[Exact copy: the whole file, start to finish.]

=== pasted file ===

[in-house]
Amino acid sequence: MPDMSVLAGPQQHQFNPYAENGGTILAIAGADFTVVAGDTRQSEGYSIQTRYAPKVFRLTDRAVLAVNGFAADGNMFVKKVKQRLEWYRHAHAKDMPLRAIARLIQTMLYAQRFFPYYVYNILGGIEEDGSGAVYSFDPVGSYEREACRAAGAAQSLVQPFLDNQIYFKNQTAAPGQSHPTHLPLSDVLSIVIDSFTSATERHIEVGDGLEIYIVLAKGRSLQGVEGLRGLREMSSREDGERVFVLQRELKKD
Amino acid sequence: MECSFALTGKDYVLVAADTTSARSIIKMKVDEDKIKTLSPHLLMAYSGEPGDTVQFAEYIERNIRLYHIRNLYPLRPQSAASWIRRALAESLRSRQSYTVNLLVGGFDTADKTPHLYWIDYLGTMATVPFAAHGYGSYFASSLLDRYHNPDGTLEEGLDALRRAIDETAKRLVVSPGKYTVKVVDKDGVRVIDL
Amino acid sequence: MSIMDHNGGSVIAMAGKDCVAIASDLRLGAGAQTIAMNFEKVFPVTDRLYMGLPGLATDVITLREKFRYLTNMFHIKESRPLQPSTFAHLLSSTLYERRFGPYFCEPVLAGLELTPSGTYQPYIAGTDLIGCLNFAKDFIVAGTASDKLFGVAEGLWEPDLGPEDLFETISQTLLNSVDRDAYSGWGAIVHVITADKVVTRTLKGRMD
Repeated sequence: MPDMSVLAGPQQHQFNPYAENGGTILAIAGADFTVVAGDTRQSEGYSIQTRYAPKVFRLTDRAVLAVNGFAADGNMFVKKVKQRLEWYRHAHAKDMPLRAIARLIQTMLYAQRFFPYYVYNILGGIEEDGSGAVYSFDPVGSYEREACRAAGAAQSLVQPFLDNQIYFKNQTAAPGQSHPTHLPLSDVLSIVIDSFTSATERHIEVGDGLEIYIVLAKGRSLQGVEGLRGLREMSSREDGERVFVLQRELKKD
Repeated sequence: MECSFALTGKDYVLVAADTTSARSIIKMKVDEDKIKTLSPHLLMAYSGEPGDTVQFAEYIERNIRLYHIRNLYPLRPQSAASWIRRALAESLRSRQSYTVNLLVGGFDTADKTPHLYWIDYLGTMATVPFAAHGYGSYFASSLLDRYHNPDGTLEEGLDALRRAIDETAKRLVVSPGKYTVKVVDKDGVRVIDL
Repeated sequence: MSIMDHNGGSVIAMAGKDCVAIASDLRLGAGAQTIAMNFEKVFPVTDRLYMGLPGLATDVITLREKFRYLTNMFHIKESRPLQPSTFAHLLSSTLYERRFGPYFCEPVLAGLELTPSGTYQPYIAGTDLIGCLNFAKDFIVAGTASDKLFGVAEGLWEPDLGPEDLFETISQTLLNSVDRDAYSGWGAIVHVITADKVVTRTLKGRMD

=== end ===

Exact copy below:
[in-house]
Amino acid sequence: MPDMSVLAGPQQHQFNPYAENGGTILAIAGADFTVVAGDTRQSEGYSIQTRYAPKVFRLTDRAVLAVNGFAADGNMFVKKVKQRLEWYRHAHAKDMPLRAIARLIQTMLYAQRFFPYYVYNILGGIEEDGSGAVYSFDPVGSYEREACRAAGAAQSLVQPFLDNQIYFKNQTAAPGQSHPTHLPLSDVLSIVIDSFTSATERHIEVGDGLEIYIVLAKGRSLQGVEGLRGLREMSSREDGERVFVLQRELKKD
Amino acid sequence: MECSFALTGKDYVLVAADTTSARSIIKMKVDEDKIKTLSPHLLMAYSGEPGDTVQFAEYIERNIRLYHIRNLYPLRPQSAASWIRRALAESLRSRQSYTVNLLVGGFDTADKTPHLYWIDYLGTMATVPFAAHGYGSYFASSLLDRYHNPDGTLEEGLDALRRAIDETAKRLVVSPGKYTVKVVDKDGVRVIDL
Amino acid sequence: MSIMDHNGGSVIAMAGKDCVAIASDLRLGAGAQTIAMNFEKVFPVTDRLYMGLPGLATDVITLREKFRYLTNMFHIKESRPLQPSTFAHLLSSTLYERRFGPYFCEPVLAGLELTPSGTYQPYIAGTDLIGCLNFAKDFIVAGTASDKLFGVAEGLWEPDLGPEDLFETISQTLLNSVDRDAYSGWGAIVHVITADKVVTRTLKGRMD
Repeated sequence: MPDMSVLAGPQQHQFNPYAENGGTILAIAGADFTVVAGDTRQSEGYSIQTRYAPKVFRLTDRAVLAVNGFAADGNMFVKKVKQRLEWYRHAHAKDMPLRAIARLIQTMLYAQRFFPYYVYNILGGIEEDGSGAVYSFDPVGSYEREACRAAGAAQSLVQPFLDNQIYFKNQTAAPGQSHPTHLPLSDVLSIVIDSFTSATERHIEVGDGLEIYIVLAKGRSLQGVEGLRGLREMSSREDGERVFVLQRELKKD
Repeated sequence: MECSFALTGKDYVLVAADTTSARSIIKMKVDEDKIKTLSPHLLMAYSGEPGDTVQFAEYIERNIRLYHIRNLYPLRPQSAASWIRRALAESLRSRQSYTVNLLVGGFDTADKTPHLYWIDYLGTMATVPFAAHGYGSYFASSLLDRYHNPDGTLEEGLDALRRAIDETAKRLVVSPGKYTVKVVDKDGVRVIDL
Repeated sequence: MSIMDHNGGSVIAMAGKDCVAIASDLRLGAGAQTIAMNFEKVFPVTDRLYMGLPGLATDVITLREKFRYLTNMFHIKESRPLQPSTFAHLLSSTLYERRFGPYFCEPVLAGLELTPSGTYQPYIAGTDLIGCLNFAKDFIVAGTASDKLFGVAEGLWEPDLGPEDLFETISQTLLNSVDRDAYSGWGAIVHVITADKVVTRTLKGRMD